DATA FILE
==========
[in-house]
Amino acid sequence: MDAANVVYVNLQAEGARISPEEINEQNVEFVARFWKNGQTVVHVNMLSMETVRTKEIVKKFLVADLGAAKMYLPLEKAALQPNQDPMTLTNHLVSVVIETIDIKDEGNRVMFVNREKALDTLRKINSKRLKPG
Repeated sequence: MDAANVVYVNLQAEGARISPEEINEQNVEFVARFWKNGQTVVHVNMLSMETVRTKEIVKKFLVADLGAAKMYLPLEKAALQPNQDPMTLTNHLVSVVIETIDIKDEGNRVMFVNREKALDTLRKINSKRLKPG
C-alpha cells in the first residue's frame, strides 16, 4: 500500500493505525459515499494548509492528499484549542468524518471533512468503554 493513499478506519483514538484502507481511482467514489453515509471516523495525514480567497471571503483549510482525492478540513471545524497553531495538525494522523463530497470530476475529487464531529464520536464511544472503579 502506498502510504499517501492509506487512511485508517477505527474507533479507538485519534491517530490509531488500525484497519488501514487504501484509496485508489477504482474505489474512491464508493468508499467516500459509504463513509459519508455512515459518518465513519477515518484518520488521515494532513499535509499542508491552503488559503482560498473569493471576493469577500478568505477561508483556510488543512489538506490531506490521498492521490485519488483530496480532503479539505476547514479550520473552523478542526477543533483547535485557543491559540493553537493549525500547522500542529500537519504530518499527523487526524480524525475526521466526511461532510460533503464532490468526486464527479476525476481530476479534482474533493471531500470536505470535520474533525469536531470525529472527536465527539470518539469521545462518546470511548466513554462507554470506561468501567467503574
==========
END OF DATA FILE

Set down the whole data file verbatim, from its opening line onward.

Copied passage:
[in-house]
Amino acid sequence: MDAANVVYVNLQAEGARISPEEINEQNVEFVARFWKNGQTVVHVNMLSMETVRTKEIVKKFLVADLGAAKMYLPLEKAALQPNQDPMTLTNHLVSVVIETIDIKDEGNRVMFVNREKALDTLRKINSKRLKPG
Repeated sequence: MDAANVVYVNLQAEGARISPEEINEQNVEFVARFWKNGQTVVHVNMLSMETVRTKEIVKKFLVADLGAAKMYLPLEKAALQPNQDPMTLTNHLVSVVIETIDIKDEGNRVMFVNREKALDTLRKINSKRLKPG
C-alpha cells in the first residue's frame, strides 16, 4: 500500500493505525459515499494548509492528499484549542468524518471533512468503554 493513499478506519483514538484502507481511482467514489453515509471516523495525514480567497471571503483549510482525492478540513471545524497553531495538525494522523463530497470530476475529487464531529464520536464511544472503579 502506498502510504499517501492509506487512511485508517477505527474507533479507538485519534491517530490509531488500525484497519488501514487504501484509496485508489477504482474505489474512491464508493468508499467516500459509504463513509459519508455512515459518518465513519477515518484518520488521515494532513499535509499542508491552503488559503482560498473569493471576493469577500478568505477561508483556510488543512489538506490531506490521498492521490485519488483530496480532503479539505476547514479550520473552523478542526477543533483547535485557543491559540493553537493549525500547522500542529500537519504530518499527523487526524480524525475526521466526511461532510460533503464532490468526486464527479476525476481530476479534482474533493471531500470536505470535520474533525469536531470525529472527536465527539470518539469521545462518546470511548466513554462507554470506561468501567467503574